Closed Loop Interval Ontology
       The Digital Integration of Conceptual Form
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The Many Forms of Many/One
Universal conceptual form

Aligning the vision

Project under development
Evolving and coalescing

Guiding motivation
Why we do this

A comprehensive vision
Ethics / governance / science

Cybernetic democracy
Homeostatic governance

Collective discernment
Idealized democracy

Objectives and strategy
Reconciliation and integration

Reconciliation of perspectives
Holistic view on alternatives

What is a concept?
Definitions and alternatives

Theories of concepts
Compare alternatives

What is truth?
How do we know?

How meaning is created

Synthetic dimensionality
Foundational recursive definition

Universal hierarchy
Spectrum of levels

A universal foundation
The closed loop ensemble contains
all primary definitions

Dimensions of set theory

What is a number?

Venn diagrams
Topology of sets

Objects in Boolean algebra
How are they constructed?

Core vocabulary
Primary terms

Core terms on the strip
Closed Loop framework

Hierarchical models

Digital geometry
Euclid in digital space

The dimensional construction
of abstract objects
Foundational method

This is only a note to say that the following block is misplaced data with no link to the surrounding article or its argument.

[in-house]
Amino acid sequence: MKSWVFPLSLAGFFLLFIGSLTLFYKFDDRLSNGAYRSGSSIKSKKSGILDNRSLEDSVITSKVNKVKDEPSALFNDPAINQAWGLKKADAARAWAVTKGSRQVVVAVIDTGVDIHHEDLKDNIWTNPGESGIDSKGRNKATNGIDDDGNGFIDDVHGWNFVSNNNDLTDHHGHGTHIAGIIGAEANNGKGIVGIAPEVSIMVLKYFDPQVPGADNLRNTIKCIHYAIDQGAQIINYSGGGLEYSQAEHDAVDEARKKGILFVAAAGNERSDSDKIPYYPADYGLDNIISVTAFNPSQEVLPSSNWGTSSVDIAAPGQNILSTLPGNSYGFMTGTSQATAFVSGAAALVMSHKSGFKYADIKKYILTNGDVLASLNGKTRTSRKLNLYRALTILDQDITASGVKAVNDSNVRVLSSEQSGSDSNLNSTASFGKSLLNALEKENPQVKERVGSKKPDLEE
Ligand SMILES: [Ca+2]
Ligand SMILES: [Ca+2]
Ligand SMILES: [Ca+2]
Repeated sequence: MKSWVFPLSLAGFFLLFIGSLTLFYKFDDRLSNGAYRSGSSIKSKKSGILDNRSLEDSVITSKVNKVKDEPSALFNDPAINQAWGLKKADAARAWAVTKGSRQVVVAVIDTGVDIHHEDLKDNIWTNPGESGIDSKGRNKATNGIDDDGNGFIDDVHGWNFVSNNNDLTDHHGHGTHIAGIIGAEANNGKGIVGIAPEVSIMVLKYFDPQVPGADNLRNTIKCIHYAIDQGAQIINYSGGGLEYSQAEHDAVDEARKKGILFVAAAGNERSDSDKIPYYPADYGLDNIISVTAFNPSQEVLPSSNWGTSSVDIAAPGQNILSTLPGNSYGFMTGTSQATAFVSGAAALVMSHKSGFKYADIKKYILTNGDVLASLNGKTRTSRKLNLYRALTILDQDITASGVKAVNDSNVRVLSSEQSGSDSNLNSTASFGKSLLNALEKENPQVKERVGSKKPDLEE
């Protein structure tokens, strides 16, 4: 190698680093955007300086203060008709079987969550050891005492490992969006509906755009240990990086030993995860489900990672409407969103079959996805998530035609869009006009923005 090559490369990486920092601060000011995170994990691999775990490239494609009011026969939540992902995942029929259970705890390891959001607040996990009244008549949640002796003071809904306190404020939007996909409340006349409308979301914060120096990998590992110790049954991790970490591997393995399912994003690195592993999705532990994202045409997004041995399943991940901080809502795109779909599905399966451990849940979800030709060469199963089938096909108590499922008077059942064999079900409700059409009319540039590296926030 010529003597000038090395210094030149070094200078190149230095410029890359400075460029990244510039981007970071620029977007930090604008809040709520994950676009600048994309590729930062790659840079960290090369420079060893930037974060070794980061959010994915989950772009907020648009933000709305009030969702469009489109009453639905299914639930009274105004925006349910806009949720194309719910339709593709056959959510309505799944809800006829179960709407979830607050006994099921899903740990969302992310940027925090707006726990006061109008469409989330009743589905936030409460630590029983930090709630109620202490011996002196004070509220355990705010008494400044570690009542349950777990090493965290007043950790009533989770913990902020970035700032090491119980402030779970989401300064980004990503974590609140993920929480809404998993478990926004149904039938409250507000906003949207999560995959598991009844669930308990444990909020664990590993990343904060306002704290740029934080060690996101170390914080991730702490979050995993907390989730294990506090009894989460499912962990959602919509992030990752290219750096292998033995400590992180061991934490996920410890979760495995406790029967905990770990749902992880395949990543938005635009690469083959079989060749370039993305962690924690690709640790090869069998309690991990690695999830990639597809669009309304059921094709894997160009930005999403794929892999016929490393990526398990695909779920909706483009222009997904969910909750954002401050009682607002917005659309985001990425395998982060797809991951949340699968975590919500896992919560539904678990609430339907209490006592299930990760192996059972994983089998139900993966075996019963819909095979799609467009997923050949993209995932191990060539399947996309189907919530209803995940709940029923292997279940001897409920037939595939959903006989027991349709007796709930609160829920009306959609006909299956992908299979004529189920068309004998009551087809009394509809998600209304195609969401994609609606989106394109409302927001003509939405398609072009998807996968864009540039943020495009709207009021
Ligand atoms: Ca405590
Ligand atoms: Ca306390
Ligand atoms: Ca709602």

The digital integration
of conceptual form
Compositional semantics

Closed loop interval ontology
How it works

Cognitive science
The integrated science of mind

What does it mean?

Formal systematic definitions
Core terms

Data structures
Constructive elements
and building blocks

Preserving data under transformation

Steady-state cosmology
In the beginning

Semantic ontology
Domain and universal

Foundational ontology
A design proposal

Coordinate systems
Mapping the grid

From other sources

Foundational computation

Plato's republic and
homeostatic democracy
Perfecting political balance

Branching computational architecture
Simultaneity or sequence

Abstract math and HTML
Concrete symbolic representation

All knowledge as conceptual
Science, philosophy and math
are defined in concepts

Does the Closed Loop
have an origin?
Emerging from a point

What does it mean?

What does it mean to say a=b when they are obviously not the same thing?

They are "the same thing in some regards" - but how do we define or locate those "regards"?

Equality and the axiomatic method
What is an axiom?
Equality (mathematics)

Equality and the axiomatic method
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"It depends on what the meaning of is is." - Bill Clinton

If we say "a = b and b = a" - what does that mean? Can we build a reliable comprehensive system based on those concepts - when it might not be clear 1) what "a" and "b" actually are, and 2) what it means to say they are equal.

We know it works - but we don't really know why. Asking this question is just another open thread for exploration as the moment emerges, and the energy to approach this topic carefully has begun to coalesce.

Mon, May 10, 2021